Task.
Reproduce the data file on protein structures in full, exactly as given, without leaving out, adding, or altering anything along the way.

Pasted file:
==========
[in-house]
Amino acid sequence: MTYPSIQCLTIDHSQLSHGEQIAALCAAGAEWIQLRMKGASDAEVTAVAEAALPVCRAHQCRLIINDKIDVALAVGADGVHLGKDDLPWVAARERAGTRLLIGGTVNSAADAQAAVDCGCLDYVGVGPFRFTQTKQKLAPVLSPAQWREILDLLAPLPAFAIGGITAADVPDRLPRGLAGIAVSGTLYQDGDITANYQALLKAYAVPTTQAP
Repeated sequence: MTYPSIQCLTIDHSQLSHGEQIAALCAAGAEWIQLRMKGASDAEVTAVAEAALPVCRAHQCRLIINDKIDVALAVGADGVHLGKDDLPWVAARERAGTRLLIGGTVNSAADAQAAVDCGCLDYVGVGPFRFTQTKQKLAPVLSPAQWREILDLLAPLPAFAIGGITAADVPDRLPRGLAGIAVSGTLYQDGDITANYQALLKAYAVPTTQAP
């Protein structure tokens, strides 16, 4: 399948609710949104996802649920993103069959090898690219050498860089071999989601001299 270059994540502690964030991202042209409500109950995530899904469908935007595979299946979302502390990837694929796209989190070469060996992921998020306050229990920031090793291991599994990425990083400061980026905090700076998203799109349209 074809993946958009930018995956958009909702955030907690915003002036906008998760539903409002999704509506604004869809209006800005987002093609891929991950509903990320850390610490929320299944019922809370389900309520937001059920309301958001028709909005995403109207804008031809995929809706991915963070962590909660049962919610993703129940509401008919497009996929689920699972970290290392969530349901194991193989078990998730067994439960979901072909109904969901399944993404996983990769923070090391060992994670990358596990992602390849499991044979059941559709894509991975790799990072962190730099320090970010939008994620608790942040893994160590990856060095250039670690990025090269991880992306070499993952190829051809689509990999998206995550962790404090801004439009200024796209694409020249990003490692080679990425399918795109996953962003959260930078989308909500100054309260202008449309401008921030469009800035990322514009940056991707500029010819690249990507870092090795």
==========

[in-house]
Amino acid sequence: MTYPSIQCLTIDHSQLSHGEQIAALCAAGAEWIQLRMKGASDAEVTAVAEAALPVCRAHQCRLIINDKIDVALAVGADGVHLGKDDLPWVAARERAGTRLLIGGTVNSAADAQAAVDCGCLDYVGVGPFRFTQTKQKLAPVLSPAQWREILDLLAPLPAFAIGGITAADVPDRLPRGLAGIAVSGTLYQDGDITANYQALLKAYAVPTTQAP
Repeated sequence: MTYPSIQCLTIDHSQLSHGEQIAALCAAGAEWIQLRMKGASDAEVTAVAEAALPVCRAHQCRLIINDKIDVALAVGADGVHLGKDDLPWVAARERAGTRLLIGGTVNSAADAQAAVDCGCLDYVGVGPFRFTQTKQKLAPVLSPAQWREILDLLAPLPAFAIGGITAADVPDRLPRGLAGIAVSGTLYQDGDITANYQALLKAYAVPTTQAP
């Protein structure tokens, strides 16, 4: 399948609710949104996802649920993103069959090898690219050498860089071999989601001299 270059994540502690964030991202042209409500109950995530899904469908935007595979299946979302502390990837694929796209989190070469060996992921998020306050229990920031090793291991599994990425990083400061980026905090700076998203799109349209 074809993946958009930018995956958009909702955030907690915003002036906008998760539903409002999704509506604004869809209006800005987002093609891929991950509903990320850390610490929320299944019922809370389900309520937001059920309301958001028709909005995403109207804008031809995929809706991915963070962590909660049962919610993703129940509401008919497009996929689920699972970290290392969530349901194991193989078990998730067994439960979901072909109904969901399944993404996983990769923070090391060992994670990358596990992602390849499991044979059941559709894509991975790799990072962190730099320090970010939008994620608790942040893994160590990856060095250039670690990025090269991880992306070499993952190829051809689509990999998206995550962790404090801004439009200024796209694409020249990003490692080679990425399918795109996953962003959260930078989308909500100054309260202008449309401008921030469009800035990322514009940056991707500029010819690249990507870092090795």